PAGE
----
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Am J Respir Crit Care Med. 2019 Mar 25. doi: 10.1164/rccm.201808-1455SO. [Epub ahead of print]

Genetic Advances in COPD: Insights from COPDGene.

Author information

1
University of Colorado, Pulmonary and Critical Care, Aurora, Colorado, United States.
2
Brigham and Women's Hospital, Channing Division of Network Medicine, Boston, Massachusetts, United States.
3
University of Colorado, Biostatistics, Aurora, Colorado, United States.
4
National Jewish Medical and Research Center, Department of Medicine, Denver, Colorado, United States.
5
Harvard T.H. Chan School of Public Health, Boston, Massachusetts, United States.
6
University of Colorado Anschutz Medical Campus, Epidemiology, Aurora, Colorado, United States.
7
National Jewish Medical & Research Ctr., Denver, Colorado, United States.
8
Brigham and Women\'s Hospital, 1861, Medicine, Boston, Massachusetts, United States.
9
Brigham and Womens, Boston, Massachusetts, United States.
10
Brigham and Women's Hospital, Channing Laboratory, Boston, Massachusetts, United States.
11
Brigham and Women's Hospital, 1861, Channing Division of Network Medicine, Boston, Massachusetts, United States.
12
Brigham and Women's Hospital, 1861, Division of Pulmonary and Critical Care Medicine, Boston, Massachusetts, United States.
13
Harvard School of Public Hlth, Biostatistics, Boston, Massachusetts, United States.
14
Johns Hopkins University Bloomberg School of Public Health, 25802, Baltimore, Maryland, United States.
15
Harvard Medical School, Channing Division of Respiratory Medicine, Boston, Massachusetts, United States.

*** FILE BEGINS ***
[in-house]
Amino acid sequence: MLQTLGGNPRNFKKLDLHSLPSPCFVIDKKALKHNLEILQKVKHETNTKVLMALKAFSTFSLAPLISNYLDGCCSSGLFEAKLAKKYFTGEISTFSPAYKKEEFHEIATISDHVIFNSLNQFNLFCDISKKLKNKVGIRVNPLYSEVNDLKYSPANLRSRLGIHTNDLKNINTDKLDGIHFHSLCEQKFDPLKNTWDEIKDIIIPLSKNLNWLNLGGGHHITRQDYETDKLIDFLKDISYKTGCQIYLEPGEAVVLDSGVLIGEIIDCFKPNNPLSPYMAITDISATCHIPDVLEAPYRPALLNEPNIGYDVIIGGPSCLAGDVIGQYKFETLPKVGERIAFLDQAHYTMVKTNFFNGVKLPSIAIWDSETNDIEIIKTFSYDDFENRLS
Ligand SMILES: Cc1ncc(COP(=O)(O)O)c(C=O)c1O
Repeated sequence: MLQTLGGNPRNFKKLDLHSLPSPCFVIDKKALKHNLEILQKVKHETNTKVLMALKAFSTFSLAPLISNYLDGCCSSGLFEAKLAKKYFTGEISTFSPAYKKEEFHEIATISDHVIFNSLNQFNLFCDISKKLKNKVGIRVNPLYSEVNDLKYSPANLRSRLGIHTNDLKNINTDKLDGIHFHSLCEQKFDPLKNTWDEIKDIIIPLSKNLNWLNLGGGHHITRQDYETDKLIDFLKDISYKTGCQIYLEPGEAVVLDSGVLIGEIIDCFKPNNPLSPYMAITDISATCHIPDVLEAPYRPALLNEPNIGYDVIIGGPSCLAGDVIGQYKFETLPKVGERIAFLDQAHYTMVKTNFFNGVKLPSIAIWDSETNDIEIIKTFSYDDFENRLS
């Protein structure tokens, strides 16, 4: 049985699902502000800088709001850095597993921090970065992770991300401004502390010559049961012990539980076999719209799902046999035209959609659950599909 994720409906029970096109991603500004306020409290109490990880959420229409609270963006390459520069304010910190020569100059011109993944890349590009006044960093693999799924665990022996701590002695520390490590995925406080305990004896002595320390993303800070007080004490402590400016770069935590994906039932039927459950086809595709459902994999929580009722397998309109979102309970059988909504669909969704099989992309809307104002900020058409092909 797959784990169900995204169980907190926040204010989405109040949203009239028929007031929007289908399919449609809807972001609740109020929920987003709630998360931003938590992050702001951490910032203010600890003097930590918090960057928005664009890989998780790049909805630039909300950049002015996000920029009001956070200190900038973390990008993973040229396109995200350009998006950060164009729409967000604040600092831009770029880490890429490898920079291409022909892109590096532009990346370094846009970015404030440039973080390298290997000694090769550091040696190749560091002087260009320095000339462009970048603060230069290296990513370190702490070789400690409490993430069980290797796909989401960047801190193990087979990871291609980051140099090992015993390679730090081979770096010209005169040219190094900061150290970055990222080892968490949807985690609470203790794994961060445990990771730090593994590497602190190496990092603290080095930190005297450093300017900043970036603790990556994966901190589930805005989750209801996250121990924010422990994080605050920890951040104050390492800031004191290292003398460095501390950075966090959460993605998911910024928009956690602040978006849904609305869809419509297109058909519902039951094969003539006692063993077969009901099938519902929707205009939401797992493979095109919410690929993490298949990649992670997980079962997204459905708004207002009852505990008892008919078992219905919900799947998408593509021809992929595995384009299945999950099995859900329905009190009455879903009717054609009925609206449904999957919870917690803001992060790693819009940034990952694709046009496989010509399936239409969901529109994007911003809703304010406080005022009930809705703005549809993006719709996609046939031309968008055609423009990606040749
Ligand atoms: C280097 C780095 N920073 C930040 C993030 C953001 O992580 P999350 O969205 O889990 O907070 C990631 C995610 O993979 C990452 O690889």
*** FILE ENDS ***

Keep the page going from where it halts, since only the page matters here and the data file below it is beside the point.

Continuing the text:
16
Brigham and Women's Hospital, Division of Pulmonary Critical Care Medicine, Boston, Massachusetts, United States ; ed.silverman@channing.harvard.edu.

Abstract

Chronic obstructive pulmonary disease (COPD) is a common and progressive disease that is influenced by both genetic and environmental factors. For many years, knowledge of the genetic basis of COPD was limited to Mendelian syndromes, such as alpha-1 antitrypsin deficiency and cutis laxa, caused by rare genetic variants. Fortunately, over the past decade, the proliferation of genome-wide association studies (GWAS), the accessibility of whole genome sequencing, and the development of novel methods for analyzing genetic variation data have led to a substantial increase in our understanding of genetic variants that play a role in COPD susceptibility and COPD-related phenotypes. COPDGene, a multicenter, longitudinal study of over 10,000 current and former cigarette smokers, has been pivotal to these breakthroughs in understanding the genetic basis of COPD. To date, over 20 genetic loci have been convincingly associated with COPD affection status, with additional loci demonstrating association with COPD-related phenotypes such as emphysema, chronic bronchitis, and hypoxemia. In this review, we discuss the contributions of the COPDGene study to the discovery of these genetic associations as well as the ongoing genetic investigations of COPD subtypes, protein biomarkers, and post-GWAS analysis.

KEYWORDS:

COPD; Epidemiology; Genetics; Population health

PMID:
30908940
DOI:
10.1164/rccm.201808-1455SO

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